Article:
Now more than ever, energy policy discussions are taking center stage in the United States and Europe.
As countries explore phasing out their reliance on fossil fuels and embracing the use of renewable energy sources in heating buildings, innovative communities are looking to explore alternatives.
Hydrogen is gaining a lot of attention primarily because it is a low-carbon, energy-dense gas that does not emit greenhouse gas emissions.
Hydrogen will play a significant role in the technology of future energy systems. But equally, existing building heat systems can be adapted to take advantage of some of hydrogen’s unique benefits.
Embracing hydrogen will help decarbonize one of the world’s most challenging sectors, impacting the wider industry, including renewable energy restrictions and electrical energy prices.
The EU Hydrogen Strategy for a Climate-Neutral Europe
The European Commission aims to make Europe the first place where hydrogen is used as an energy carrier. As part of this strategy, the Commission is targeting a European hydrogen ecosystem by 2050.
Similarly, several major global economies have released domestic hydrogen strategies. These countries include South Korea, Germany, Italy, Canada, Japan, Spain, Chile, France, and the UK.
In the US, the US Department of Energy released the Hydrogen Program Plan in 2020. The National Development and Reform Commission in China also has documented a plan to implement hydrogen into their energy infrastructure by 2035.
Other economies, such as Saudi Arabia, consider hydrogen production part of their de-carbonization strategy.
There is also a significant shift towards green and low-carbon hydrogen, which is understandable. Clean hydrogen is an economically viable option because of the declining costs of electrolyzers and renewable energy and the new availability of clean pyrolysis technologies that split hydrogen from methane with no CO2.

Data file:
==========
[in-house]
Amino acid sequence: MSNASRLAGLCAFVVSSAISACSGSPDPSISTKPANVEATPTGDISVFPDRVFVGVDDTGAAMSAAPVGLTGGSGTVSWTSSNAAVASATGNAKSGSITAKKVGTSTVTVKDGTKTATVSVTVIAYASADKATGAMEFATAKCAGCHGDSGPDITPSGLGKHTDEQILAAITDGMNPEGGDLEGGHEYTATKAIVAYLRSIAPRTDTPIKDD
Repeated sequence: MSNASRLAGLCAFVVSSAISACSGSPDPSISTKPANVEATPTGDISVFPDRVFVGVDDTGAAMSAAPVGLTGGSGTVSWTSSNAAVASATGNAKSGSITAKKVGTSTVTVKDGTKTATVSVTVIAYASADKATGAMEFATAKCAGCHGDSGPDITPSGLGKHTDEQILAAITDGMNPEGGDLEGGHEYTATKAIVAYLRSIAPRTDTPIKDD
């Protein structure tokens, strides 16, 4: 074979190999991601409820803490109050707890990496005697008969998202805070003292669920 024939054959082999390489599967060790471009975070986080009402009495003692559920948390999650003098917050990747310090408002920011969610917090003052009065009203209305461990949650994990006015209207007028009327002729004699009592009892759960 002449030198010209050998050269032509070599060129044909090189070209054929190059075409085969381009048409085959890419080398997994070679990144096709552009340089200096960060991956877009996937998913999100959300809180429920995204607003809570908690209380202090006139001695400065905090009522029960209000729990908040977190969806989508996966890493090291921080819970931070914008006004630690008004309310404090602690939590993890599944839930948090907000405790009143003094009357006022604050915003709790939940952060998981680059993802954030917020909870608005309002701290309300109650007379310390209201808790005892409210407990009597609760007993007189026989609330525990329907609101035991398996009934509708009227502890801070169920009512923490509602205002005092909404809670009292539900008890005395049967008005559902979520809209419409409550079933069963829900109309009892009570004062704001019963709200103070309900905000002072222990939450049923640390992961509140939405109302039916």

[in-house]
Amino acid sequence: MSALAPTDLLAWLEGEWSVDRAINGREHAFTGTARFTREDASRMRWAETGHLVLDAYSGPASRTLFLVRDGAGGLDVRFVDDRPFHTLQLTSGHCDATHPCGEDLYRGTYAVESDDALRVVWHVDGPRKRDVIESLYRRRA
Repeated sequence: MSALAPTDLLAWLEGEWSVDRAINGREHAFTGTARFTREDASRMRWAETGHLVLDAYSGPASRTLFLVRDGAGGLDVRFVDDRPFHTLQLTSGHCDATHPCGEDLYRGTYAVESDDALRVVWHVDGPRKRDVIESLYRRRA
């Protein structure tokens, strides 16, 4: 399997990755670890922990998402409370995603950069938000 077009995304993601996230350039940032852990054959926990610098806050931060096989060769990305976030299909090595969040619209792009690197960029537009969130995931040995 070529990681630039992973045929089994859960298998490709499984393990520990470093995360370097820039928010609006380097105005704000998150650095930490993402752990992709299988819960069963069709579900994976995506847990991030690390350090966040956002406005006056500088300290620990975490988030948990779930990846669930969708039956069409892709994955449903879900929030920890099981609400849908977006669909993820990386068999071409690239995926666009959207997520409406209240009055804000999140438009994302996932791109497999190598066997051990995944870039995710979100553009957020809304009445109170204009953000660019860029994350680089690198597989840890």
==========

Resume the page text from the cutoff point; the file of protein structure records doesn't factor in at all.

If the world could produce green hydrogen within its current energy system globally, we could cut all carbon emissions. We could also increase the efficiency and resilience of our energy systems.
With distributed pyrolysis of methane, this can be achieved by leveraging existing natural gas infrastructure. This has the added benefit of removing the challenges of storage and transportation of hydrogen.
How Can Hydrogen Be Transported?
Hydrogen can be transported in several forms. It can be transported in thermo-insulated containers in liquid form. In gaseous form, it needs to be transported in high-pressure containers. It can be transported as ammonia, ethanol, or another chemical carrier medium like methane in a processed form.
However, when looking at transportation at scale, the most viable method of transporting hydrogen is through a pipeline. It’s not only easier, but it also achieves an optimum energy transportation capacity.
Unfortunately, using a pipeline to transport hydrogen has significant capital cost implications. Existing pipeline infrastructure would need to be overhauled and adapted for hydrogen transportation.